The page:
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Navigating the impossible?

Spain, once Europe’s economic growth engine, has recently found itself in the same boat as Greece as international investors have grown wary of big budget deficits and rising debt levels. Prime Minister José Luis Rodríguez Zapatero is facing the makings of a perfect political and economic storm.


For someone who sets such great store by being photographed alongside the right people, January 28 was a fairly awful day for the Spanish prime minister. At the Davos World Economic Forum, José Luis Rodríguez Zapatero was pictured sitting between Greece’s Giorgos Papandreou and Latvia’s Valdis Zatlers. The inference was clear: Spain was in the same boat as Greece, which the EU has now agreed to help resolve its enormous public financing problems, and Latvia, which has Europe’s highest unemployment rate at nearly 23 percent.

Much was made of the gaff by Zapatero’s handlers, who failed to put him in more reassuring company. But it was only the beginning of a perfect economic and political storm for Spain’s leader. At Davos he was hoping to calm concerns about his country’s recovery and huge deficit and impress the industrialised world with an austerity plan that would save around €50 billion by 2013, allied to ambitious pension and labour reforms.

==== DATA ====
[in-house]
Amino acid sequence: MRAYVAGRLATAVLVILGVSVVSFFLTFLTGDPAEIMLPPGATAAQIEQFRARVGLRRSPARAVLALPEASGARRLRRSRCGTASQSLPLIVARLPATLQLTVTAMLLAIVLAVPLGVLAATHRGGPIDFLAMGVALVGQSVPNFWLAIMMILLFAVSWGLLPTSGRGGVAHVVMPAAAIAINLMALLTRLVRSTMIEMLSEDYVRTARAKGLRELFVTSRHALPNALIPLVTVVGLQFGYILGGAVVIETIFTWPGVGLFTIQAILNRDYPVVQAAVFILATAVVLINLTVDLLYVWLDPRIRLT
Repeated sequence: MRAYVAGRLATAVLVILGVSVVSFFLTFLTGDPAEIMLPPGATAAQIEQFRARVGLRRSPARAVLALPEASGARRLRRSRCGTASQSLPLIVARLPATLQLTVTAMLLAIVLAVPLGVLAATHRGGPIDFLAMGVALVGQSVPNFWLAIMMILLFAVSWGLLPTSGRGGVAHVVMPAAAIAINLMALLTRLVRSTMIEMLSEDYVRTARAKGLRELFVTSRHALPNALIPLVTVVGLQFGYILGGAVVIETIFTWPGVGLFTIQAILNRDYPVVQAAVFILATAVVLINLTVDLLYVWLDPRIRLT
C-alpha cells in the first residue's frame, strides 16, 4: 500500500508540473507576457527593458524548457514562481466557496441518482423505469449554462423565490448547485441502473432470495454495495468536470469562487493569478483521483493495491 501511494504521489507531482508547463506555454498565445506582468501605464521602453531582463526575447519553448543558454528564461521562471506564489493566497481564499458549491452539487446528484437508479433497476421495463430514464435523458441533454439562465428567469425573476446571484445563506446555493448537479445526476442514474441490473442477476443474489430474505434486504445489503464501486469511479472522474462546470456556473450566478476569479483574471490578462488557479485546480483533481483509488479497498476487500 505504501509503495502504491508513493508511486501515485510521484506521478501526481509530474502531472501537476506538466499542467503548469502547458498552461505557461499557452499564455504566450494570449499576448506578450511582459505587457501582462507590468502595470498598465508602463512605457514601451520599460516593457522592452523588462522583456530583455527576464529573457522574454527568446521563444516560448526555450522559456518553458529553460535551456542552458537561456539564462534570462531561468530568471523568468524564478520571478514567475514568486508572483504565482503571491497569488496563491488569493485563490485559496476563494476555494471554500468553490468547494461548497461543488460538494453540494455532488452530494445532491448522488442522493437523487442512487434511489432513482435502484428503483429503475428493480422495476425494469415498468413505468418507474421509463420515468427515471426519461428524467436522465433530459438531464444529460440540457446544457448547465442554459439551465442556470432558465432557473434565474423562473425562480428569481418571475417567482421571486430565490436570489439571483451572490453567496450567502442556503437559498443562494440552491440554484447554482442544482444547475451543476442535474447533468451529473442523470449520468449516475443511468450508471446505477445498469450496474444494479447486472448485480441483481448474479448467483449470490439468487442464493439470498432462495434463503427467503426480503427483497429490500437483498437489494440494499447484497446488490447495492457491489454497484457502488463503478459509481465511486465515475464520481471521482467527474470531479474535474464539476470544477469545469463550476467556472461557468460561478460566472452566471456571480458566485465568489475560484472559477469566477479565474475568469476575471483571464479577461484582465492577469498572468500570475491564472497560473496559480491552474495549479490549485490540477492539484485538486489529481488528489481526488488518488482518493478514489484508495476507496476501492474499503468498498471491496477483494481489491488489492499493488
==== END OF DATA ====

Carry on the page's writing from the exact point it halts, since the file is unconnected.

But the day before the conference in Switzerland, the IMF released a report that included an unflattering analysis of Spain’s continued recession, drawing particular attention to an unemployment rate of almost 20 percent. Moreover, Zapatero’s austerity plan failed to cut much ice among international observers and the pensions reform was clumsily presented. Very soon, one of the hot topics at Davos was whether the likes of Spain and Portugal were heading for a Greek-style debt financing disaster. EU Economic and Monetary Affairs Commissioner Joaquín Almunia, a Spaniard and, like Zapatero, a Socialist, stunned the prime minister by appearing to equate Greece’s problems with those of the Iberian nations. Nobel economist Paul Krugman went so far as to note that “the problem isn’t Greece, it’s Spain.”

The markets responded by punishing Spain: the country’s bond prices plunged and the Ibex 35 stock index tumbled 6 percent on February 4, its biggest single-day drop since November 2008.